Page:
The recent scandals about poisoned baby milk, contaminated pet food, dangerous toys and other substandard products from China have raised questions about manufacturing standards in China.
Let’s assume for a minute that you are asking why Chinese firms turn out poor quality products on their own. There are a number of factories in China that will turn out anything you ask them to produce, defaulting to minimum cost and minimum quality unless otherwise specified.
In just three decades, China has been transformed from one of the world’s poorest nations to the world’s second largest economy. It was probably inevitable that as production grew so would the problems associated with it, at least in the short term. Similarly, it could be argued that China is going through the same quality cycle that occurred during Japan’s post-war development or America’s manufacturing boom in the late 19th century—but in an environment with infinitely more scrutiny.
Chinese manufacturers will do whatever they need to in order to catch a piece of business, but from there, the relationship often goes downhill, albeit in small steps. “Quality fade”, the quiet and incremental degradation of a product’s quality over time, is one of the more common issues.
Much of the problem is cultural. Chinese suppliers believe that what an importer doesn’t know can’t hurt him. They change product specifications without asking, and they believe that it is better to beg forgiveness than to ask permission. Quality is seen as a barrier to greater profitability and quality issues are not openly discussed.
Chinese domestic market consumers generally go for either the best product or the cheapest product. So if you are not making the best, you are racing to the bottom to make the cheapest. Chinese consumers are not generally looking at quality; it is assumed that if you want quality, then you buy the best one; otherwise just buy the cheap one. So, manufacturers are not rewarded for making incrementally better products.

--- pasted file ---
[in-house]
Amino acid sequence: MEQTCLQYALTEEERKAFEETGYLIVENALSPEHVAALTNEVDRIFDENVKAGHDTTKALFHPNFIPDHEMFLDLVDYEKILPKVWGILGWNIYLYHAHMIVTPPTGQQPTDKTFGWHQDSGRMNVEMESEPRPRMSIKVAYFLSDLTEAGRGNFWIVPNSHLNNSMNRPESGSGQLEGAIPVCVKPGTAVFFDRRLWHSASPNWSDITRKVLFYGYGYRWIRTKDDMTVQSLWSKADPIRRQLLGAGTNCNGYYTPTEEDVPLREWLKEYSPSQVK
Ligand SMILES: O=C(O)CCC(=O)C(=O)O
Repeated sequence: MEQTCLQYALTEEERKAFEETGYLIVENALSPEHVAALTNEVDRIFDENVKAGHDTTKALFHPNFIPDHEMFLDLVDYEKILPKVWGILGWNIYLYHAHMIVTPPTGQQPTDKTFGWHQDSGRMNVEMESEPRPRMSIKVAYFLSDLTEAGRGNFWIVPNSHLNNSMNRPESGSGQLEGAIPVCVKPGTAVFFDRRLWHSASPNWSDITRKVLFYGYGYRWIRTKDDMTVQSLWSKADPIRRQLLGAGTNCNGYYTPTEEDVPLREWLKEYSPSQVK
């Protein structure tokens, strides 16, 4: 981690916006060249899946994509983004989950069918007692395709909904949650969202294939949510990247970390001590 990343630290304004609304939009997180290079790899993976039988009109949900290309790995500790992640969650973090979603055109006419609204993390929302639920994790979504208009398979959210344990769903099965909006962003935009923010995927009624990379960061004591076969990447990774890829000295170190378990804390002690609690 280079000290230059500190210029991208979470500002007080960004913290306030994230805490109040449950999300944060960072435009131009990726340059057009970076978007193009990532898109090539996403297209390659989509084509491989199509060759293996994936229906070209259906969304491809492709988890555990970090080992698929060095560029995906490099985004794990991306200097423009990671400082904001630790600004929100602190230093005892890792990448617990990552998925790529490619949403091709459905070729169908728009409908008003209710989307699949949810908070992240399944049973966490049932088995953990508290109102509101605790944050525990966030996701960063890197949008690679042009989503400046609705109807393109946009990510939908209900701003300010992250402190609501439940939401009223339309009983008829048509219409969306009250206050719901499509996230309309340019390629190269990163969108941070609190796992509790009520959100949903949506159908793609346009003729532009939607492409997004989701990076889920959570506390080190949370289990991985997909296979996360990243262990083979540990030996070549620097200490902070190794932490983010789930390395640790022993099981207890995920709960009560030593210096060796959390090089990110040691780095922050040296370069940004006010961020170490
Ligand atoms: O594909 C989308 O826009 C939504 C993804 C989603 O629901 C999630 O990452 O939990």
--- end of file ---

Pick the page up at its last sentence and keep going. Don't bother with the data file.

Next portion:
Factories in China will do anything to please. Prices are famously low and production cycles short. Chinese factories transform what were, in fact, profitless contracts into lucrative relationships. The production cycle is the opposite of the theoretical model of continuous improvement. The innovation inside China factories turns to cutting costs, often in ways that range from unsavory to dangerous. Packaging is cheapened, chemical formulations altered, sanitary standards curtailed, and on and on, in a series of continual product debasements.
With lax enforcement of a lot of product safety requirements, many Chinese domestic suppliers become accustomed to cutting corners where possible. Many manufacturing companies in China do not abide by strict labor laws. Many products are made under humane working conditions and do not meet today’s stringent safety standards. Low pay and child labor are factored into getting products made. This cumulates in producing products of high quality.
Modern Chinese factories outsourcing work to smaller, grittier, facilities even though this meant forgoing the production benefits from economies of scale. The tiny outfits were in a much better position to skirt environmental controls and safety standards for products and workers.
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